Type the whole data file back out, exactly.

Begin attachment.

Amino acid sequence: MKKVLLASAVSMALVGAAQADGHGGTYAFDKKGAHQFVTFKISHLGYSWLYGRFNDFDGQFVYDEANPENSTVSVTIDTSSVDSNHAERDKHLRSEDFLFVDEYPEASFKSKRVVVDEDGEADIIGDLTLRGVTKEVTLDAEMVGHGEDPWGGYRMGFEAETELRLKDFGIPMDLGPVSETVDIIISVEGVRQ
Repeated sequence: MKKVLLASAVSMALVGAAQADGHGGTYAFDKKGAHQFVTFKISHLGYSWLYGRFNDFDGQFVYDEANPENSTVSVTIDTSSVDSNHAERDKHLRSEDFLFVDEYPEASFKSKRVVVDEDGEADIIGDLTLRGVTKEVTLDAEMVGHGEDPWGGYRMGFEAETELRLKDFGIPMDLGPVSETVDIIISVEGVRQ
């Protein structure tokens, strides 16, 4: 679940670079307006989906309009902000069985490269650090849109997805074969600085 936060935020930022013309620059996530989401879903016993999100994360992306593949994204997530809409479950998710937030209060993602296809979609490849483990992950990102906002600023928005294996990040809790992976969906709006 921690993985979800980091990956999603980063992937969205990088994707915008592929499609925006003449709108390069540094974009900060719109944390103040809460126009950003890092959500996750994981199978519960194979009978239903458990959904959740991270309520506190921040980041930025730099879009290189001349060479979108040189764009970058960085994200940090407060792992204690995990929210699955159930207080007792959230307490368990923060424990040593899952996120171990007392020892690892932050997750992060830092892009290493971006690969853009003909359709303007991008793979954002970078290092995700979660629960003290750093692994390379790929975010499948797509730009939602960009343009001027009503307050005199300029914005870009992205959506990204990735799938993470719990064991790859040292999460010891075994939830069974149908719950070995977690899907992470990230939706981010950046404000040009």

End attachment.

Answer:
Amino acid sequence: MKKVLLASAVSMALVGAAQADGHGGTYAFDKKGAHQFVTFKISHLGYSWLYGRFNDFDGQFVYDEANPENSTVSVTIDTSSVDSNHAERDKHLRSEDFLFVDEYPEASFKSKRVVVDEDGEADIIGDLTLRGVTKEVTLDAEMVGHGEDPWGGYRMGFEAETELRLKDFGIPMDLGPVSETVDIIISVEGVRQ
Repeated sequence: MKKVLLASAVSMALVGAAQADGHGGTYAFDKKGAHQFVTFKISHLGYSWLYGRFNDFDGQFVYDEANPENSTVSVTIDTSSVDSNHAERDKHLRSEDFLFVDEYPEASFKSKRVVVDEDGEADIIGDLTLRGVTKEVTLDAEMVGHGEDPWGGYRMGFEAETELRLKDFGIPMDLGPVSETVDIIISVEGVRQ
């Protein structure tokens, strides 16, 4: 679940670079307006989906309009902000069985490269650090849109997805074969600085 936060935020930022013309620059996530989401879903016993999100994360992306593949994204997530809409479950998710937030209060993602296809979609490849483990992950990102906002600023928005294996990040809790992976969906709006 921690993985979800980091990956999603980063992937969205990088994707915008592929499609925006003449709108390069540094974009900060719109944390103040809460126009950003890092959500996750994981199978519960194979009978239903458990959904959740991270309520506190921040980041930025730099879009290189001349060479979108040189764009970058960085994200940090407060792992204690995990929210699955159930207080007792959230307490368990923060424990040593899952996120171990007392020892690892932050997750992060830092892009290493971006690969853009003909359709303007991008793979954002970078290092995700979660629960003290750093692994390379790929975010499948797509730009939602960009343009001027009503307050005199300029914005870009992205959506990204990735799938993470719990064991790859040292999460010891075994939830069974149908719950070995977690899907992470990230939706981010950046404000040009």